As a rule, most people are loath to admit that they are whistling in the dark. The tendency to comment with an air of certitude is irresistible in democratic societies. In the past, being opinionated was largely confined to people with a passion for films and cricket. Everyone had a definite view on the latest Bollywood or the tactics to be used in one-day cricket matches. During election seasons, this was enlarged to include politics and every tea shop in the country — particularly in the land mass from Varanasi to Kolkata — was witness to passionate arguments on who was winning, and which party would be conclusively thrashed in the polls. Journalists were unquestionably the worst offenders since this is a profession that encourages verbosity without accountability. The number of times you are likely to encounter media people who claim to have anticipated some development or other is drearily countless. For too many people, the phrase ‘I don’t know’ is unknown.
In India at least, the experience of coping with COVID-19 is just about eight weeks or so, since the Prime Minister’s broadcast in March that triggered the chain of events beginning with the Janata Curfew. Prior to that, while the steady spread of the disease was noted, the pre-eminent focus was on not triggering panic. Parliament, for example, functioned till March 23 as a confidence-building gesture. In hindsight, it didn’t amount to very much since the 18-day lockdown had to be announced the very next day. But there was no doubt that the gesture was well-intentioned and sincere.
The real problem that has confronted both the aam janata and the decision-makers is the absence of a well-travelled path. Epidemics are not unique in the human experience but a global spread of this nature is possibly the first of its kind, unless we include the advent of the ice age. History tells us that the Inca civilisation was destroyed by the smallpox that the Spanish brought with them to South America. Much earlier, it is entirely possible that what is called the Indus-Saraswati civilisation that stretched from Central Asia to North India was destroyed by some strange phenomenon that could have been climate change or even an epidemic. The Spanish flu in 1918-19 was quite global and was spread by the post-War troop movements. But the scale of the global spread of COVID-19 is quite novel.
Take the case of Odisha, a state that managed the initial spread quite effectively and efficiently, thanks in part to its long record of handling cyclones and floods. But the best plans were scuttled by the entry of people returning home from other states where the spread of coronavirus is more rampant.
What happened in Odisha is happening in different ways in other states too. Maharashtra is one of the worst affected states and here the epicentre seems to be the Dharavi slum — the biggest in Asia, it is said — and Malegaon. One is the function of over-crowding that makes social distancing impossible to maintain and the other seems to be a consequence of the reluctance of Muslim communities to treat the pandemic with the necessary degree of seriousness. The latter can be tackled with a blend of persuasion and strictness but how is urban overcrowding going to be handled in a hurry? Chief Minister Uddhav Thackeray’s job isn’t enviable.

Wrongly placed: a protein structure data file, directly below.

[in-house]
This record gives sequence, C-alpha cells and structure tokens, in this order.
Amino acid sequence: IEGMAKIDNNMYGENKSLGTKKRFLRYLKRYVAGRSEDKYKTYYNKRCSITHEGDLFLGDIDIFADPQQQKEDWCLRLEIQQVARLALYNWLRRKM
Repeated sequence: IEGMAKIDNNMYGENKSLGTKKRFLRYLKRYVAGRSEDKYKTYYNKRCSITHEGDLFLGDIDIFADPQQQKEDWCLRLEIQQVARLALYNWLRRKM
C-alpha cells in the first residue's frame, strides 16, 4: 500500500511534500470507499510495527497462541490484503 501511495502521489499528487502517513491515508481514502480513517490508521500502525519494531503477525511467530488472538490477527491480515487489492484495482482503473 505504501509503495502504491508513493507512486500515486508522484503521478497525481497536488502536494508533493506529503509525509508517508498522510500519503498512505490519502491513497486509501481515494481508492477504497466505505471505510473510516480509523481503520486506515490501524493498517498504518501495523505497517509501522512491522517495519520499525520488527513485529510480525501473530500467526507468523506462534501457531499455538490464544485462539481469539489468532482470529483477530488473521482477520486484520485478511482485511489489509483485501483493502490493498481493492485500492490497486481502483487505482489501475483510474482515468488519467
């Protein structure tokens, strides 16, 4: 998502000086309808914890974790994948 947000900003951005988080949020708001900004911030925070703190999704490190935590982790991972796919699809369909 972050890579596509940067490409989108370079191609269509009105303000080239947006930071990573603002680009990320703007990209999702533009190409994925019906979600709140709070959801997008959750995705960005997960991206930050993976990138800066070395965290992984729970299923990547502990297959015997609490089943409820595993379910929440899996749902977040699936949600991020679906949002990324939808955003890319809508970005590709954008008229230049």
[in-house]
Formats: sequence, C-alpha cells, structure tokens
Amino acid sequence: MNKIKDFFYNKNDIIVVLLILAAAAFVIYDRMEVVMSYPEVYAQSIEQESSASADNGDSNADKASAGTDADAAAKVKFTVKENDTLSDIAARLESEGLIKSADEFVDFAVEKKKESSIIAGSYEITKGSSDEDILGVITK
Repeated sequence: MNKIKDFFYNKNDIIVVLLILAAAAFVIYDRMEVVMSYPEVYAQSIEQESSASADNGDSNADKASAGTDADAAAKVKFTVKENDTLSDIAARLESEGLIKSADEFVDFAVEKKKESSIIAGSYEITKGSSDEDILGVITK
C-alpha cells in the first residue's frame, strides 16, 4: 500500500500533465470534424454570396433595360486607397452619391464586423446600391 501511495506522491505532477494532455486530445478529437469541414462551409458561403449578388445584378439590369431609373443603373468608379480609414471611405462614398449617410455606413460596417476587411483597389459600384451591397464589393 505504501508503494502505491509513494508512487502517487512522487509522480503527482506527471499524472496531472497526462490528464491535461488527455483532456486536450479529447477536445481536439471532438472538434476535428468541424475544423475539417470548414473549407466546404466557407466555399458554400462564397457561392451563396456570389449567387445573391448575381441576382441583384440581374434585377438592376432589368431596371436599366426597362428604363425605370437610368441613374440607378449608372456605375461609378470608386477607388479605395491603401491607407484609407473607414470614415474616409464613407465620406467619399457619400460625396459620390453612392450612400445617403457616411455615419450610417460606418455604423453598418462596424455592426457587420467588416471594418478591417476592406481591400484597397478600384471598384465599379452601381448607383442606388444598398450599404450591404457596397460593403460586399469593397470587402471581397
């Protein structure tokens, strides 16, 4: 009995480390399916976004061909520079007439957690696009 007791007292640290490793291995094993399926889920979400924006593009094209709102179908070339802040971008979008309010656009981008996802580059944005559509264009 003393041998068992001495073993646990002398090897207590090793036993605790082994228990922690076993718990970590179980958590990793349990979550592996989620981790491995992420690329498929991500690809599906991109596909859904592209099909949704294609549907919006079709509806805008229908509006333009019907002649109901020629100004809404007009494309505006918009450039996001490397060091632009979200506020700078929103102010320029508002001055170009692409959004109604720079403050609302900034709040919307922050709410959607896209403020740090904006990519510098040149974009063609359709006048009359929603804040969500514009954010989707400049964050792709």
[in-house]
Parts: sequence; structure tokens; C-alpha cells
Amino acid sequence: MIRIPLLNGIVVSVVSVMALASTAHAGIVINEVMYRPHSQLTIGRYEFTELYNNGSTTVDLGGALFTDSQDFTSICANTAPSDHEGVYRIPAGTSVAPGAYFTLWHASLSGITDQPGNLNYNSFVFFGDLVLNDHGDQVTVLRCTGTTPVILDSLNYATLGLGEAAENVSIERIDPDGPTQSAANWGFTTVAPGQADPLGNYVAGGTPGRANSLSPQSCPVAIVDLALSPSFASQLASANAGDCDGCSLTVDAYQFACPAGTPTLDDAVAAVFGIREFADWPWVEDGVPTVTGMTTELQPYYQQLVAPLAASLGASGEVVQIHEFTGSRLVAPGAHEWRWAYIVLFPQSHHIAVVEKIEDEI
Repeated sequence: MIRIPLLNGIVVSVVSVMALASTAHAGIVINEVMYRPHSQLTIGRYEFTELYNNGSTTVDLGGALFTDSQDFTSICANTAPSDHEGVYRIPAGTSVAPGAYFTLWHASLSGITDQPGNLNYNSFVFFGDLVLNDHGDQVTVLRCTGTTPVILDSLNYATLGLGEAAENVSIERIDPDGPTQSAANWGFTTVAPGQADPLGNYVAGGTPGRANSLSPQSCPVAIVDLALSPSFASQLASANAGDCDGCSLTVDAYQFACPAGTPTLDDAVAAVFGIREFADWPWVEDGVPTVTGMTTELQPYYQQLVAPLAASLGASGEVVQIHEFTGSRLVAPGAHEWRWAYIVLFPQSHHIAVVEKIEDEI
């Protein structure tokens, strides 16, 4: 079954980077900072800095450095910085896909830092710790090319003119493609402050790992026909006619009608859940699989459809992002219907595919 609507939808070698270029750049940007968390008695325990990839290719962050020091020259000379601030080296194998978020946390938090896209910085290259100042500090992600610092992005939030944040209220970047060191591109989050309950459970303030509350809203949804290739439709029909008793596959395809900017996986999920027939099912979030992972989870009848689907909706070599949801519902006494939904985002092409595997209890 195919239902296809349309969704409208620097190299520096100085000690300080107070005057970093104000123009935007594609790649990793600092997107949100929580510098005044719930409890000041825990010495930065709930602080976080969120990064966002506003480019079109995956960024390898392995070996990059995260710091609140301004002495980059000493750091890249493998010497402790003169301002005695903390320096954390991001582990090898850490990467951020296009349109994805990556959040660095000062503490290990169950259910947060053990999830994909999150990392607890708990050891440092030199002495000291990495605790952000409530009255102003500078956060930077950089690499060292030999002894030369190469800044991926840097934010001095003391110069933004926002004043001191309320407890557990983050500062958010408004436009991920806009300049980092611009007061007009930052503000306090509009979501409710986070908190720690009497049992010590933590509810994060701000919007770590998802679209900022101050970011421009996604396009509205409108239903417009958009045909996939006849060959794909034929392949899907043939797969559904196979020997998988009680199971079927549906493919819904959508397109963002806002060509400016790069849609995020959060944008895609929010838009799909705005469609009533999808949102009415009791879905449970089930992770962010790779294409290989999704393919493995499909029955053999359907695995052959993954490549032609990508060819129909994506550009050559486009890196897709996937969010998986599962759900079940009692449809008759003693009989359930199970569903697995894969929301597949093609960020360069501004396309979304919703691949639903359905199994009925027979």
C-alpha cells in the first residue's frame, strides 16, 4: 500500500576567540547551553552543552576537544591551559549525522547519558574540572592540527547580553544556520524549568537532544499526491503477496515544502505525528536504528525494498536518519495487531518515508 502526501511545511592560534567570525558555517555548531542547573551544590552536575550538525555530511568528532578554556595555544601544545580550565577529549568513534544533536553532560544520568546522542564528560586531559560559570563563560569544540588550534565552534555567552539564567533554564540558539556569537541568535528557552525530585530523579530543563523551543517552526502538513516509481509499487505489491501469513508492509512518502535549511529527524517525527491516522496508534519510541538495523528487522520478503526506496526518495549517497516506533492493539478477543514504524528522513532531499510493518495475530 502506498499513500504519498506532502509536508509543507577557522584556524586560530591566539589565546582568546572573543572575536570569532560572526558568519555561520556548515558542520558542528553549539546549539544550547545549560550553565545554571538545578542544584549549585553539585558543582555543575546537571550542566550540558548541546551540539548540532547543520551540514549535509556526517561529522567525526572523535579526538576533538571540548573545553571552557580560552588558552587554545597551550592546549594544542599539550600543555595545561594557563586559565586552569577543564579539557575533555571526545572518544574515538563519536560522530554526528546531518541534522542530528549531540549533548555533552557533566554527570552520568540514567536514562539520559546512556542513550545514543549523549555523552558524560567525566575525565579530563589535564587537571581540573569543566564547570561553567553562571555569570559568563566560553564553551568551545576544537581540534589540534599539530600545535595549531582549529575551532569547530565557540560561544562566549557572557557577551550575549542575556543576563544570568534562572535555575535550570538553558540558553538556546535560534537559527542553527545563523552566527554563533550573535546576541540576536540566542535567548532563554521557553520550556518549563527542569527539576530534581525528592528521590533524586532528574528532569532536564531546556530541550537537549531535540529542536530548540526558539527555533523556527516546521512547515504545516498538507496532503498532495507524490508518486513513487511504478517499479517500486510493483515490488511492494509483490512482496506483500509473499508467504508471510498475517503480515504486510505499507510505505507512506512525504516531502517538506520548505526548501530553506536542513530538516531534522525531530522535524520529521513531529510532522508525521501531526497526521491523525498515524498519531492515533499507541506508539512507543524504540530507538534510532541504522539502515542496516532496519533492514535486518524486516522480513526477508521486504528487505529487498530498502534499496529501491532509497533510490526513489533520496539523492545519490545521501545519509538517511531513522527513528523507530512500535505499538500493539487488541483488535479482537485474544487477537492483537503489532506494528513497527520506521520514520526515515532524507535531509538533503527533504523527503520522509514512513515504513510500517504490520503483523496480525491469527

After the 18-day lockdown was extended, I used to get irate messages from libertarians in Mumbai suggesting that the Swedish model of containment should be pursued in India. In recent days as the situation in Mumbai looks grim, these messages have ceased.
Greater Kolkata, which includes Howrah, presents another problem. In the initial days, Mamata Banerjee took the pandemic quite casually. It is my guess she equated it with another dengue epidemic or a variant of a super cyclone that Bengal has experienced before. She perhaps saw it as a great political opportunity to regain some of her party’s lost ground in 2019. The whole response to the crisis was over-politicised. The consequence of this approach was that the lockdown was indifferently implemented, and the public health system used to supress numbers. On top of all this, the already fragile social balance in the state was further unsettled by the impression and the evidence that Muslim localities were being treated differently from the rest. This despite growing anecdotal evidence that the death toll in the minority community was disproportionately high.
The experience of Mumbai and Kolkata, not to mention the concerns over unsettled and traumatised migrant workers all over the country, is instructive. It points to the enormous difficulties of evolving anything remotely resembling a national strategy in a country as large and varied as India. In Europe, despite all the lofty pretensions of the European Union, the strategies for dealing with the pandemic have been country specific. In Germany, they are even trying to adopt different approaches for different regions. If this is the case with Europe, the difficulties of evolving a national strategy in India is obvious.
It is interesting, however, to note that rural communities have managed the lockdown and social distancing more effectively than urban India. This, however, is based on pure anecdotal evidence.
The problem is further complicated by wildly conflicting ‘expert’ advice. The case of how the UK got it all wrong initially, notwithstanding expert advice, is well known. Similarly, the experience of the US has been shambolic. Indeed, apart from South Korea, where mass testing has blended with a disciplined and careful population, no other country appears to have really evolved a containment strategy that goes beyond lockdown.
Simply put, being a decision-maker in India today, is both challenging and even treacherous. Like in war, there is no such thing as a fool-proof approach. The best plans can so easily go wrong.
The writer is a senior journalist and Member of Parliament, being a presidential nominee to the Rajya Sabha.